Patients with type 2 diabetes are at increased risk for post-PCI complications including stent thrombosis and restenosis. Stent edge dissections (SEDs) have been associated with these complications. This study assessed incidence and predictors of SEDs in patients with type 2 diabetes using optical coherence tomography (OCT). Intravascular lesion parameters and plaque morphology were investigated pre- and post-PCI using OCT in 73 type 2 diabetic patients with 90 lesions and 166 visible stent edges. We detected 42 (25.3 %) SEDs in 166 stent edges and 37 (41.1 %) SEDs in 90 lesions. More SEDs occurred if the border of the stent ...

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    19. Relationship between optical coherence tomography derived intraluminal and intramural criteria and haemodynamic relevance as determined by fractional flow reserve in intermediate coronary stenoses of patients with type 2 diabetes

      Relationship between optical coherence tomography derived intraluminal and intramural criteria and haemodynamic relevance as determined by fractional flow reserve in intermediate coronary stenoses of patients with type 2 diabetes

      Background The relationship between functional relevance and optical coherence tomography (OCT)-derived measurements of coronary lesions is incompletely understood and of critical importance, particularly in cardiovascular high-risk patients with type 2 diabetes. Objective To investigate the association between functional relevance of intermediate grade coronary stenoses as assessed by fractional flow reserve (FFR) and OCT-derived lesion parameters in patients with diabetes. Methods In 46 diabetic patients with stable coronary artery disease, FFR and OCT were performed in 62 coronary lesions with intermediate severity as determined by quantitative coronary angiography. Among lesions haemodynamic relevance was defined as FFR≤0.8. Results There ...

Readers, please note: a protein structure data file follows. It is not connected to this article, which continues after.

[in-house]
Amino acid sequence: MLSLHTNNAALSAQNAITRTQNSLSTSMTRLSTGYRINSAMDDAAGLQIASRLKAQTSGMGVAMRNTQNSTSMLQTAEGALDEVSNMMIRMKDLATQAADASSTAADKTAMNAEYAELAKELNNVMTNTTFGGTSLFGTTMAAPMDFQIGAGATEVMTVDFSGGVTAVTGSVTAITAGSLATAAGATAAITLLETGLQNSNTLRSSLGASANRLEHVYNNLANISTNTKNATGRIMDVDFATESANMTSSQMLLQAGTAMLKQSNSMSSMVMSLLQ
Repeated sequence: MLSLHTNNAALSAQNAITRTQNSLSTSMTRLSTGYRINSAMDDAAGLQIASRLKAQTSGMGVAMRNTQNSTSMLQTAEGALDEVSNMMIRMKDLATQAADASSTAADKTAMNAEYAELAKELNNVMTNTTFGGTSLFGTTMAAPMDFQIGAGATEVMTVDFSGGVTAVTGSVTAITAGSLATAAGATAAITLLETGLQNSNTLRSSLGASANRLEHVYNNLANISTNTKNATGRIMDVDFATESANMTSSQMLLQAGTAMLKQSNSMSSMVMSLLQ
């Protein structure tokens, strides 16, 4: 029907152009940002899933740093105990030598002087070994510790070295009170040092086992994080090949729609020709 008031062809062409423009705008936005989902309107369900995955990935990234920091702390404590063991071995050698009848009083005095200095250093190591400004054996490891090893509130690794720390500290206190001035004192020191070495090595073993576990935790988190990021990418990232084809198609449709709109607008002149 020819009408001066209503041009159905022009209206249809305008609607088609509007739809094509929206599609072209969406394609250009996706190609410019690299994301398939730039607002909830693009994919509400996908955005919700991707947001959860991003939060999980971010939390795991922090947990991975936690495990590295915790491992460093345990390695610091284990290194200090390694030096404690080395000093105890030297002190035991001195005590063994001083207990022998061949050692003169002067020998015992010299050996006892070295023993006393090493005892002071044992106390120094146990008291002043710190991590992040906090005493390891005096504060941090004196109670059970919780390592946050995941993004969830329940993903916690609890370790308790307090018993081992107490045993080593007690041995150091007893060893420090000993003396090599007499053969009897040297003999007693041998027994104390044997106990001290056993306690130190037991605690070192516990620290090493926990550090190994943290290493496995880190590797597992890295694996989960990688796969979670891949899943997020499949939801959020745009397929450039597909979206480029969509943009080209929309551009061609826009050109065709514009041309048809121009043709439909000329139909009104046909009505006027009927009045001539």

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    1-19 of 19
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    Relationship between optical coherence tomography derived intraluminal and intramural criteria and haemodynamic relevance as determined by fractional flow reserve in intermediate coronary stenoses of patients with type 2 diabetes Predictors and incidence of stent edge dissections in patients with type 2 diabetes as determined by optical coherence tomography Plaque vulnerability of coronary artery lesions is related to left ventricular dilatation as determined by optical coherence tomography and cardiac magnetic resonance imaging in patients with type 2 diabetes Optical coherence tomography derived differences of plaque characteristics in coronary culprit lesions between type 2 diabetic patients with and without acute coronary syndrome Correlation between optical coherence tomography-derived intraluminal parameters and fractional flow reserve measurements in intermediate grade coronary lesions A score to quantify coronary plaque vulnerability in high-risk patients with type 2 diabetes: an optical coherence tomography study Correlation Between OCT-Derived Intrastent Dimensions and Fractional Flow Reserve Measurements After Coronary Stent Implantation and Impact on Clinical Outcome Accuracy of intravascular ultrasound and optical coherence tomography in identifying functionally significant coronary stenosis according to vessel diameter: A meta-analysis of 2,581 patients and 2,807 lesions Combined optical coherence tomography morphologic and fractional flow reserve hemodynamic assessment of non- culprit lesions to better predict adverse event outcomes in diabetes mellitus patients: COMBINE (OCT–FFR) prospective study. Rationale and design Type 2 diabetes mellitus is associated with a lower fibrous cap thickness but has no impact on calcification morphology: an intracoronary optical coherence tomography study The truth about invisible posterior vitreous structures Increased Macrophage-like Cell Density in Retinal Vein Occlusion as Characterized by en Face Optical Coherence Tomography